The history of Kevon Looney’s switching defense in the playoffs: ‘Wrong guy!’
This was a favorite taunt of Warriors coaches and bored bench players a few seasons ago.
Here’s the scenario: Kevon Looney, finally past the two hip surgeries that stalled his early career, had nudged his way into the rotation. Opposing scorers viewed him as a target.
It made sense. Looney is a center without exceptional speed or rim-protection ability. He had no reputation. So guards would get him on a switch, clear the floor and begin their dribble attack, salivating at the matchup. That’s when you’d hear that familiar call bellowing from the warriors’ bench area.
Spencer Dinwiddie is one of the three guards currently attacking Looney in these 2022 conference finals. Here is Dinwiddie, back in 2018 for the Nets, getting Looney on a switch, getting into his dribble package and failing to get past his right or left hip. The possession ends in a turnover.
The Warriors essentially gave up on Looney before his third season. They added Damian Jones and Jordan Bell in back-to-back drafts and already employed Zaza Pachulia, JaVale McGee and David West. Looney was the team’s sixth center without any clear future with the franchise. They declined his fourth-year option, the clearest sign that a front office has pulled the plug on a young prospect.
“Didn’t see it (the first two seasons) because he wasn’t out there,” Kerr said. “He had two hip surgeries and we didn’t know what we had. Then his third year he has a great year and it’s like, ‘Uh oh, we might lose this guy.’”
But before they expected to lose Looney in unrestricted free agency — where they weren’t permitted to offer him anything more than the price of that declined fourth-year option — they found him as an essential rotation player in the 2018 conference finals against a matchup , the 2018 Houston Rockets, that they’ve repeatedly compared to the 2022 Dallas Mavericks in recent days.
The Rockets surrounded James Harden and Chris Paul with versatile defenders who could shoot. When the warriors deployed a switching attack, they targeted centers. By the middle of the series, McGee, Pachulia and West were deemed nearly unplayable. But the Warriors didn’t want to go with Draymond Green at center the entire game. So they needed Looney. He’d proven to be their most stable center in a switching environment.
Here is Harden — in his prime, much quicker on the drive — during a late-clock scenario in the first quarter of Game 1. Looney has already switched out onto him. Harden tries an array of dribble moves, but a patient Looney doesn’t bite on any of them. It’s part of his defensive effectiveness. Hey isn’t jumpy. He isn’t block- or steal-thirsty. He’ll stand there while you try to fake him out.
The possession leads to a late-clock pass out from Harden, a pass back to him and a stepback, well-contested 3.
Similar to the current Mavericks with Jalen Brunson, there was a second scorer who regularly went after Looney in that matchup. Here is a younger Chris Paul early in Game 5 only finding his way to a contested 19-foot baseline fadeaway over Looney’s long arm.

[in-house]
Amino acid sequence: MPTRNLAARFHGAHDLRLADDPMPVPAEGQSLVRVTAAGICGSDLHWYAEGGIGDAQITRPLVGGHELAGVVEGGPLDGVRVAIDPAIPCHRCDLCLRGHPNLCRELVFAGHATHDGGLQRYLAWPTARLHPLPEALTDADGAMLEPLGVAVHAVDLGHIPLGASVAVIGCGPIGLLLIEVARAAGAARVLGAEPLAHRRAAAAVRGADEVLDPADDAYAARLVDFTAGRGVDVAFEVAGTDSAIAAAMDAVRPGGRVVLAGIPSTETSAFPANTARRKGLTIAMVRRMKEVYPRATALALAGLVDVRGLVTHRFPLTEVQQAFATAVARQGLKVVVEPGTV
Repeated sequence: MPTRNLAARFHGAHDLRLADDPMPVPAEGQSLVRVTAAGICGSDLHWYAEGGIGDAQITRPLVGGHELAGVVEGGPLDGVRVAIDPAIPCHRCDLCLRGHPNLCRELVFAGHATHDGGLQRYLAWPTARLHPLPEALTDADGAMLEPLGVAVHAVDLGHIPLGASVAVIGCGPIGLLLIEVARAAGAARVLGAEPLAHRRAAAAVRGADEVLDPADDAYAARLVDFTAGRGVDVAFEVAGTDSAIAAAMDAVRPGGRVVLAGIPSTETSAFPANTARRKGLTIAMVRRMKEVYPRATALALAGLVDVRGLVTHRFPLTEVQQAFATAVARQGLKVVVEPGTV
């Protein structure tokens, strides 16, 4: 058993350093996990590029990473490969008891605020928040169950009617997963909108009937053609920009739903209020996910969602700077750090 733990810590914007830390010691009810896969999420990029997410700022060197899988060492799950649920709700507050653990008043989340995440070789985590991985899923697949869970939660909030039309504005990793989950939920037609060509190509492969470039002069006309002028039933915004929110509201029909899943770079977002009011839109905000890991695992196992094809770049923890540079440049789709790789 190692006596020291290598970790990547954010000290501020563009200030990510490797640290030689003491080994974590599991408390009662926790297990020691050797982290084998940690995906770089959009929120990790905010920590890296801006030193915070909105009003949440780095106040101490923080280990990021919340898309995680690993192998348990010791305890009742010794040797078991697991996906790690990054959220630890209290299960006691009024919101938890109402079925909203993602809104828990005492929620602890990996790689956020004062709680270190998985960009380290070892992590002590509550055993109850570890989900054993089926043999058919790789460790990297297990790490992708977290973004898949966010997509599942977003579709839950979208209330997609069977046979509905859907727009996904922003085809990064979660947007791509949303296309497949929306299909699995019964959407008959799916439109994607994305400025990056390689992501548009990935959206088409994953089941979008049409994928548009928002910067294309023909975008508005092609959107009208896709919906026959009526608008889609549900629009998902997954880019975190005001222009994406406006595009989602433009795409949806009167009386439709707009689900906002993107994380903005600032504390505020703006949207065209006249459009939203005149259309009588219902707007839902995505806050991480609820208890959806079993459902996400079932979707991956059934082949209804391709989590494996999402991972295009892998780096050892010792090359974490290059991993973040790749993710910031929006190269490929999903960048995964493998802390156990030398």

Looney, you’ll notice, is much skinnier then. He was considered a forward when he entered the draft. The league forced him to upsize into a center for survival. He’s bulked up in recent years to better handle the position. The Warriors drafted James Wiseman to take over the center spot, but Wiseman’s career has yet to take off.
So, ending his seventh season, entering another unrestricted free agency this summer, it’s still the stable Looney as the switchable backbone of the Warriors’ defense, still holding up against switches despite his bulked-up frame.
“I’m pretty much kind of the same,” Looney said. “I take kind of the same approach. I’m just a little bit more battle-tested. That was my first time playing on a big stage like this (in 2018). I don’t know if even my teammates had the most faith in me, but they put me out there and I handled it pretty well. Those experiences got me ready for things today and I feel a lot more confident being out there guarding guards.”
Looney is a film junkie. He studies tendencies and asks veterans like Andre Iguodala how best to guard each particular player.
“I’m just a little bit smarter and a little bit more physical now,” he said. “So I’m able to guard those guys a little bit better.”
Here is Looney against Dončić in Game 1. He gets him on a switch and shades him to go left. That’s part of the Warriors’ scouting report. Looney’s gameplan discipline, according to coaches, is probably the best on the team. He doesn’t mess up instructions.
Looney doesn’t go after a steal and leave himself vulnerable. Because of his wingspan — 7-foot-4 — he’s always in position to at least get a decent contest on a stepback 3. If a player drives, Looney pretty much always funnels him into help. On this possession, he shuts off Dončić’s stepback and Steph Curry is there for the strip.
Here is Looney against Brunson in Game 2. This is about as well as you’ll see a center track and contest a guard on a drive.
Stan Van Gundy, calling the game, spent much of the second half of Game 2 wondering aloud why the Mavericks kept going after Looney instead of Curry or Jordan Poole or others. Van Gundy probably should’ve just been screaming “Wrong guy!” from the sideline. But Looney doesn’t expect the Mavericks to adjust. Teams have always stayed on the attack against him. He expects it in Game 3.
“Luka, Brunson and Dinwiddie are all different type of players, different type of iso players,” Looney said. “Kind of tough having to guard those guys. I think (I’ve done) a good job. It’s going to be a long series, so I got to keep it up because those guys are going to keep coming.”
(Photo of Spencer Dinwiddie and Kevon Looney: Darren Yamashita / USA Today)